WATSONVILLE—Twenty-five years ago, Don Eggleston and Albino Garcia recognized a need that was not being met in local education.
The two came together and founded New School Community Day School, originally located at the La Manzana Community Resources Center and now situated on a small campus just off of Harkin’s Slough Road in Watsonville.
The idea was to provide high school-aged youth a chance to earn back credits lost at larger, comprehensive high schools. Some had been expelled, others referred there by a review board, and many of them were high-risk.
“Kids would come here; they were hurting, by the very nature of being kicked out of a school,” Eggleston said. “We tried to help them understand what was going on and what they needed to do… so the same thing didn’t happen again.”
On Friday, students and their families joined faculty, administrators and both New School founders to celebrate the milestone of 25 years. Before the festivities began, students and staff were busy setting up—creating posters, setting tables of food and drink and preparing to sell commemorative t-shirts.
“I love it here,” said teacher Wendy Sigmund. “These kids are amazing. They are each unique with their own special gifts, and I love getting to know them and watching them discover those gifts for the first time.”
Small class sizes at New School give educators the opportunity to learn about each student and their situation, working one-on-one and receiving additional support from everyone from psychologists to vocational counselors.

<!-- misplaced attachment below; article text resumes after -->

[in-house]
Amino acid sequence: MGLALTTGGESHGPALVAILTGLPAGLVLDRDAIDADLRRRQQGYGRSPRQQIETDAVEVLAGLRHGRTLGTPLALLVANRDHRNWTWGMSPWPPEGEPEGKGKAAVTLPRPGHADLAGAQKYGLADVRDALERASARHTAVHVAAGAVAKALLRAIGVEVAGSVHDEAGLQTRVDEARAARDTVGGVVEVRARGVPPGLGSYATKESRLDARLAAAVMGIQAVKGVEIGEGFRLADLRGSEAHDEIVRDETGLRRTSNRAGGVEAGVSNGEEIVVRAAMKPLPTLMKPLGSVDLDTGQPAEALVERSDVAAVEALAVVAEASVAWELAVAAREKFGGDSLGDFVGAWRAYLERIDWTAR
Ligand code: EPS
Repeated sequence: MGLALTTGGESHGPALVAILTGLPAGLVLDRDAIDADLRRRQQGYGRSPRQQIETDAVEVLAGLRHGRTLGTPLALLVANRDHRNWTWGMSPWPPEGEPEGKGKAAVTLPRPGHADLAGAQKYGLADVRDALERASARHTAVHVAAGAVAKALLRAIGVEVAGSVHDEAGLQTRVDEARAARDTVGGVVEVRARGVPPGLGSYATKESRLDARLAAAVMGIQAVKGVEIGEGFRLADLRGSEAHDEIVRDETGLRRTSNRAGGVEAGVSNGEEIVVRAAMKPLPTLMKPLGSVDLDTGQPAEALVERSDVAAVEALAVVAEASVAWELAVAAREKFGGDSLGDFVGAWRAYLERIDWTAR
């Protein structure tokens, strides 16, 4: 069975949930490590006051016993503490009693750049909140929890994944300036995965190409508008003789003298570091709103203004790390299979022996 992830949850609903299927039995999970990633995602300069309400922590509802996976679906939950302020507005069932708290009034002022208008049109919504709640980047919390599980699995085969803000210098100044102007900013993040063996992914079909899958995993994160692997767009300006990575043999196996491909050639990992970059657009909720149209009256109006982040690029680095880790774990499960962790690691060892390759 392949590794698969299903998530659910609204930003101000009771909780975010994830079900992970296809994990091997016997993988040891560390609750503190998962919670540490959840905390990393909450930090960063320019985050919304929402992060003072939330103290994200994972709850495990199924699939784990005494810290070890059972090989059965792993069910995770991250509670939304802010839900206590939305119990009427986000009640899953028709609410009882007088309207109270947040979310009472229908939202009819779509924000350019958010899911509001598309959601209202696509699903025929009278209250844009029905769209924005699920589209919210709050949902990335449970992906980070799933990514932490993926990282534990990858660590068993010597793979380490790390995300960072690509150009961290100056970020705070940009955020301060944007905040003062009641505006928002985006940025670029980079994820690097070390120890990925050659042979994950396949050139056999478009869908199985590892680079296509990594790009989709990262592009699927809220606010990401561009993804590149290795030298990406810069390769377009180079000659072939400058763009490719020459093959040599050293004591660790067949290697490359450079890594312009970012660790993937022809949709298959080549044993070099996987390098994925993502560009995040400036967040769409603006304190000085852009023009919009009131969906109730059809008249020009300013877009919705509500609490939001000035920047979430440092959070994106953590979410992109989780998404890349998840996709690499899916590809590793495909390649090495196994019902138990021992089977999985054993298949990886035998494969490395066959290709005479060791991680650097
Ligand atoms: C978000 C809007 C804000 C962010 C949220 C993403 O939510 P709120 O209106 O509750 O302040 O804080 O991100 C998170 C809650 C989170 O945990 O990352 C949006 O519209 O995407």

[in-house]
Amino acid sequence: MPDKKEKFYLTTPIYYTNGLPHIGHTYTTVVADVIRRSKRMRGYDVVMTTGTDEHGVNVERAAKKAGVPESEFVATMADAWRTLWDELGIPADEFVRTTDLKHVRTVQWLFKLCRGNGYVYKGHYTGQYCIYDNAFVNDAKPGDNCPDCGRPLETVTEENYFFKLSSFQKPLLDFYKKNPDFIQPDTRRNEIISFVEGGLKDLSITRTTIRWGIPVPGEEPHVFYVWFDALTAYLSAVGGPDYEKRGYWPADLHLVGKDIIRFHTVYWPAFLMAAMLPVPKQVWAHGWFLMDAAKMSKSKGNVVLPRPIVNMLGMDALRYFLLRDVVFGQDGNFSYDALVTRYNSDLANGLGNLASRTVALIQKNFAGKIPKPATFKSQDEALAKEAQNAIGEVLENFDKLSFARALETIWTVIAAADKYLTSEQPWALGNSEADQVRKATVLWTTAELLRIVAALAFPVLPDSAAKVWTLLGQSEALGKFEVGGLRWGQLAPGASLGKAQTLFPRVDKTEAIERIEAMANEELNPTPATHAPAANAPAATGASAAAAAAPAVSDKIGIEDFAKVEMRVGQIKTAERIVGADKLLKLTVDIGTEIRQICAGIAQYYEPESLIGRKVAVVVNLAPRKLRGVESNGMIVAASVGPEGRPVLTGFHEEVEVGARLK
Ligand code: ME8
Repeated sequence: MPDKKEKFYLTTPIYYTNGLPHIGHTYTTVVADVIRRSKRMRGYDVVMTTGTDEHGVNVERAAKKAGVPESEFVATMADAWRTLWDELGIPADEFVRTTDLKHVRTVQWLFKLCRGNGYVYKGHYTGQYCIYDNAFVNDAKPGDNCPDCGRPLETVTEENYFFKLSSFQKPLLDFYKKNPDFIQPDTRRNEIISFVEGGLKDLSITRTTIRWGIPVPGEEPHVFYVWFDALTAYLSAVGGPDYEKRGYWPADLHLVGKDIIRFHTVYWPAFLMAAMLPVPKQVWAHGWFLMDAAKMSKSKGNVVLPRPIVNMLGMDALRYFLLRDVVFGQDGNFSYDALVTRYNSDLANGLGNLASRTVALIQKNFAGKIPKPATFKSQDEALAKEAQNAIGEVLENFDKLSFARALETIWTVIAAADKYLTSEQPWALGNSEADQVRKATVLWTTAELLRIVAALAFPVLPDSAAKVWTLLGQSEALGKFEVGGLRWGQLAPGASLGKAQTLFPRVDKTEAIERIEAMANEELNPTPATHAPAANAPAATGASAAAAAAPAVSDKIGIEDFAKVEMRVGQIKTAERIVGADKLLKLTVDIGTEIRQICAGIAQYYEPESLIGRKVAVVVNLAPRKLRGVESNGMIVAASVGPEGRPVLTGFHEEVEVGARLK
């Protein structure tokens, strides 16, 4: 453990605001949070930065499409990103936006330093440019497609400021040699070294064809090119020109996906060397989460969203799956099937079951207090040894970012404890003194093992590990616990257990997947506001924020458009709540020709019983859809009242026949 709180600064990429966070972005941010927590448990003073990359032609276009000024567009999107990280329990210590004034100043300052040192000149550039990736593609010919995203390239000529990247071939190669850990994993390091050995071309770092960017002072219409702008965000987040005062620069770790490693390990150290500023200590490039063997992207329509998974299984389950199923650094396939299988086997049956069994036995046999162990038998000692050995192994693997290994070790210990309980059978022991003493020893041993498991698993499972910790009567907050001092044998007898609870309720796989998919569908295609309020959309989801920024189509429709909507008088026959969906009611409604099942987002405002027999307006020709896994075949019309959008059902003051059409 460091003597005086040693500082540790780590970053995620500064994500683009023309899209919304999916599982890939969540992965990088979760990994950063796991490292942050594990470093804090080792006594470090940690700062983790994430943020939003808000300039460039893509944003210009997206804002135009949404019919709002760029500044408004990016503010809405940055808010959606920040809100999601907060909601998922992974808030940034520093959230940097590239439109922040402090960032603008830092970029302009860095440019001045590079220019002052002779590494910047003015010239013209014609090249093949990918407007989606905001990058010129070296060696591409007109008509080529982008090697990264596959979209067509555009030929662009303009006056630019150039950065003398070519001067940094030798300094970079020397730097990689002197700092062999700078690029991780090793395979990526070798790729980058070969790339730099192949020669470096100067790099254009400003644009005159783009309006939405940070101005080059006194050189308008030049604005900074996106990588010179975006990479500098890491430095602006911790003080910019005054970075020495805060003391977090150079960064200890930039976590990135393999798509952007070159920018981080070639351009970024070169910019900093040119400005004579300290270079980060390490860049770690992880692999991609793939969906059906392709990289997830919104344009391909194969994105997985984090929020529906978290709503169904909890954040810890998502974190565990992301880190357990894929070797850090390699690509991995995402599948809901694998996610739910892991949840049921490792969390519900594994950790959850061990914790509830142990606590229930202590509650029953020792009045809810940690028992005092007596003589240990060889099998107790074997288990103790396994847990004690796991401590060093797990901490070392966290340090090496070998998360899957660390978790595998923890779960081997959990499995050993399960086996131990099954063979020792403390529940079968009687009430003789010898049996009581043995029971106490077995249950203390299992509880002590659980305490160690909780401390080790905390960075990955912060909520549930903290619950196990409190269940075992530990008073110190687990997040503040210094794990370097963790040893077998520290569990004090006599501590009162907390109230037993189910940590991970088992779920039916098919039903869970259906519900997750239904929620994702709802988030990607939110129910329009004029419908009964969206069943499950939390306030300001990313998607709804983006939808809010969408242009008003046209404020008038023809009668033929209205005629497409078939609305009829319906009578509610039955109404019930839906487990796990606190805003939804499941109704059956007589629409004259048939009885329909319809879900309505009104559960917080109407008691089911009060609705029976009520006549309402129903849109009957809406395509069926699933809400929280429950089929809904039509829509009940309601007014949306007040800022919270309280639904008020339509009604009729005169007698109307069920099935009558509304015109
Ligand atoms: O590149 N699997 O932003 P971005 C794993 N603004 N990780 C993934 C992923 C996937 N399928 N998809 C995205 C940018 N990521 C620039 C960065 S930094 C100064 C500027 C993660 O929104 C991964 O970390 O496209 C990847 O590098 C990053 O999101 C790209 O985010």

Eggleston said that at New School, the goal is to replicate a healthy, functional family dynamic. This, he said, gives the students a solid foundation for change.
“You don’t do the same thing over and over again and expect a different result,” he continued. “We try to help them understand that.”
Friday’s event had both Eggleston and Garcia as its guest speakers, and also on hand was current New School principal Rafael Ramirez II. All of the school’s former students, staff and volunteers were invited to the campus to share in the celebration.
“Working at New School is by far the greatest thing I’ve ever done in my life,” said Bryan Love, who has been working at the school for the past nine years. “I’ve reached my full potential here as a teacher. It’s always exciting here—never a dull moment. I’m honored to be part of it all.”
Love is also the Head Coach of New School’s athletic teams, which are part of the Monterey Bay Alternative Schools Athletic League—the only competitive sports league organized exclusively for alternative schools in California.
Friday’s chilly temperatures did not dampen the enthusiasm of New School students and staff as they prepared for their campus to host a slew of guests.
“We try to provide a healthy family here, where everyone is accepted and held to high expectations,” Eggleston said. “That allows them to grow, to become the new person they want to be.”